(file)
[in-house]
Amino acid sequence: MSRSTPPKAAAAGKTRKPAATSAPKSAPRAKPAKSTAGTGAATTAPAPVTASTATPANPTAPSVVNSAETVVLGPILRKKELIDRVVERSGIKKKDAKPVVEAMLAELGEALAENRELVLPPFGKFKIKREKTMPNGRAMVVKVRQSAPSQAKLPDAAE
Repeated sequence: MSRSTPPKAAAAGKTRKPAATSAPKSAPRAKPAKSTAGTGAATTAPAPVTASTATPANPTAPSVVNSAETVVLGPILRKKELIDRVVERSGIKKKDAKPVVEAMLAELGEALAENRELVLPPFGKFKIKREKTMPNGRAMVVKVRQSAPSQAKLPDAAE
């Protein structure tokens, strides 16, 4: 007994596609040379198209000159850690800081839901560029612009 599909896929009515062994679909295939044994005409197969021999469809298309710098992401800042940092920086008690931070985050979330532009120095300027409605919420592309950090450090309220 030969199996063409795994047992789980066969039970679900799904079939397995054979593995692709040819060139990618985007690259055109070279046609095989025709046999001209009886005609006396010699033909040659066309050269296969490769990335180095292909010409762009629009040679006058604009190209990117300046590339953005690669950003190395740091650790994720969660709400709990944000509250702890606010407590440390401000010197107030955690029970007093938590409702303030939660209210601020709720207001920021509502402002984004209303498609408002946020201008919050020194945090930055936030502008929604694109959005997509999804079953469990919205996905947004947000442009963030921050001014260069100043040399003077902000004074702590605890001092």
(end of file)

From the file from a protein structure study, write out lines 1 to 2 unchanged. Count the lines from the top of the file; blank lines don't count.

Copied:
[in-house]
Amino acid sequence: MSRSTPPKAAAAGKTRKPAATSAPKSAPRAKPAKSTAGTGAATTAPAPVTASTATPANPTAPSVVNSAETVVLGPILRKKELIDRVVERSGIKKKDAKPVVEAMLAELGEALAENRELVLPPFGKFKIKREKTMPNGRAMVVKVRQSAPSQAKLPDAAE